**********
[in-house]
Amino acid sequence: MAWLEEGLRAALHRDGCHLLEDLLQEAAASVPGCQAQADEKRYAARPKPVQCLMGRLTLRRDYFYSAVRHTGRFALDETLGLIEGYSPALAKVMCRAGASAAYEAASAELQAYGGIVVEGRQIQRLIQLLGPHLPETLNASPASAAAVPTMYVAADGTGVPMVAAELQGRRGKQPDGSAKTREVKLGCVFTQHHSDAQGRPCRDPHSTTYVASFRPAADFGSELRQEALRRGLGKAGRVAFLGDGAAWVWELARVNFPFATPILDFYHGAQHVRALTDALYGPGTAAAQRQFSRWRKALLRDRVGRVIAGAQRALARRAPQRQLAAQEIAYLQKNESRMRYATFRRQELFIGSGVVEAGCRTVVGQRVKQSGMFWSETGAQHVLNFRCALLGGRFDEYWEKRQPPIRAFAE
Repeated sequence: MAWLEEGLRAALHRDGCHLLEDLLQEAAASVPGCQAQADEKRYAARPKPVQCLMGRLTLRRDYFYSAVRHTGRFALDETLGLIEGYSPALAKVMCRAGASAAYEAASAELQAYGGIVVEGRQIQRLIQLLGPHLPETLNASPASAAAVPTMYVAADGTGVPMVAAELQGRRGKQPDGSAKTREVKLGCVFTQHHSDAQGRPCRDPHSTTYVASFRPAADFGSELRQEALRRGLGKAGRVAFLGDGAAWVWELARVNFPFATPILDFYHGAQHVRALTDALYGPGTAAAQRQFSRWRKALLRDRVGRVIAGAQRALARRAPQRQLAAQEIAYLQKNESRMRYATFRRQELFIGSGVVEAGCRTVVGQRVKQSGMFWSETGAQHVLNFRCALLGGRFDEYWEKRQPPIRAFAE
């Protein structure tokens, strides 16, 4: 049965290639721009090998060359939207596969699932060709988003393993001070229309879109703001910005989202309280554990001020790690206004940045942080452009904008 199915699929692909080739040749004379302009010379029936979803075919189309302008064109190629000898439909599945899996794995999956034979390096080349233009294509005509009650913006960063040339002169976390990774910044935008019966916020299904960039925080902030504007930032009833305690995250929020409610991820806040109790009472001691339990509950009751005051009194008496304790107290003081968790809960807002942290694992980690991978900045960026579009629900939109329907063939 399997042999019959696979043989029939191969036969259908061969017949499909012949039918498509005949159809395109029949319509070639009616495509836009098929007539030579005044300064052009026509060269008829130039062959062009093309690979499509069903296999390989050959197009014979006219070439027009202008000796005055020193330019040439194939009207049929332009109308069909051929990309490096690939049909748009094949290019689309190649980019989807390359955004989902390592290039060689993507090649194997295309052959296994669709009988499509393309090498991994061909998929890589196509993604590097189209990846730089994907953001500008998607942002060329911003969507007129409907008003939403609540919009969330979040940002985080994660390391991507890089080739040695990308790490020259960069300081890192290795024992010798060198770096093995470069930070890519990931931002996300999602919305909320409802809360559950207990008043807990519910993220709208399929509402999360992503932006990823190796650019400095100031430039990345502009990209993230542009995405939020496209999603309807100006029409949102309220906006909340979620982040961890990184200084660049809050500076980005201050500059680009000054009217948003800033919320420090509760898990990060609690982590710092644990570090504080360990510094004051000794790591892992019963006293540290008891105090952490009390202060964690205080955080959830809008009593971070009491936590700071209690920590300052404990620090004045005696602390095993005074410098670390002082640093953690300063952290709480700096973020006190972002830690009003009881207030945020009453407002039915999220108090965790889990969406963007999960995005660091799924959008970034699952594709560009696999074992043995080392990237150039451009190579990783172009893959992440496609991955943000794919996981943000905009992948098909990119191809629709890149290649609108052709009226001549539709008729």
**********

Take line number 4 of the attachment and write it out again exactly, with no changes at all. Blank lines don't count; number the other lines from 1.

């Protein structure tokens, strides 16, 4: 049965290639721009090998060359939207596969699932060709988003393993001070229309879109703001910005989202309280554990001020790690206004940045942080452009904008 199915699929692909080739040749004379302009010379029936979803075919189309302008064109190629000898439909599945899996794995999956034979390096080349233009294509005509009650913006960063040339002169976390990774910044935008019966916020299904960039925080902030504007930032009833305690995250929020409610991820806040109790009472001691339990509950009751005051009194008496304790107290003081968790809960807002942290694992980690991978900045960026579009629900939109329907063939 399997042999019959696979043989029939191969036969259908061969017949499909012949039918498509005949159809395109029949319509070639009616495509836009098929007539030579005044300064052009026509060269008829130039062959062009093309690979499509069903296999390989050959197009014979006219070439027009202008000796005055020193330019040439194939009207049929332009109308069909051929990309490096690939049909748009094949290019689309190649980019989807390359955004989902390592290039060689993507090649194997295309052959296994669709009988499509393309090498991994061909998929890589196509993604590097189209990846730089994907953001500008998607942002060329911003969507007129409907008003939403609540919009969330979040940002985080994660390391991507890089080739040695990308790490020259960069300081890192290795024992010798060198770096093995470069930070890519990931931002996300999602919305909320409802809360559950207990008043807990519910993220709208399929509402999360992503932006990823190796650019400095100031430039990345502009990209993230542009995405939020496209999603309807100006029409949102309220906006909340979620982040961890990184200084660049809050500076980005201050500059680009000054009217948003800033919320420090509760898990990060609690982590710092644990570090504080360990510094004051000794790591892992019963006293540290008891105090952490009390202060964690205080955080959830809008009593971070009491936590700071209690920590300052404990620090004045005696602390095993005074410098670390002082640093953690300063952290709480700096973020006190972002830690009003009881207030945020009453407002039915999220108090965790889990969406963007999960995005660091799924959008970034699952594709560009696999074992043995080392990237150039451009190579990783172009893959992440496609991955943000794919996981943000905009992948098909990119191809629709890149290649609108052709009226001549539709008729």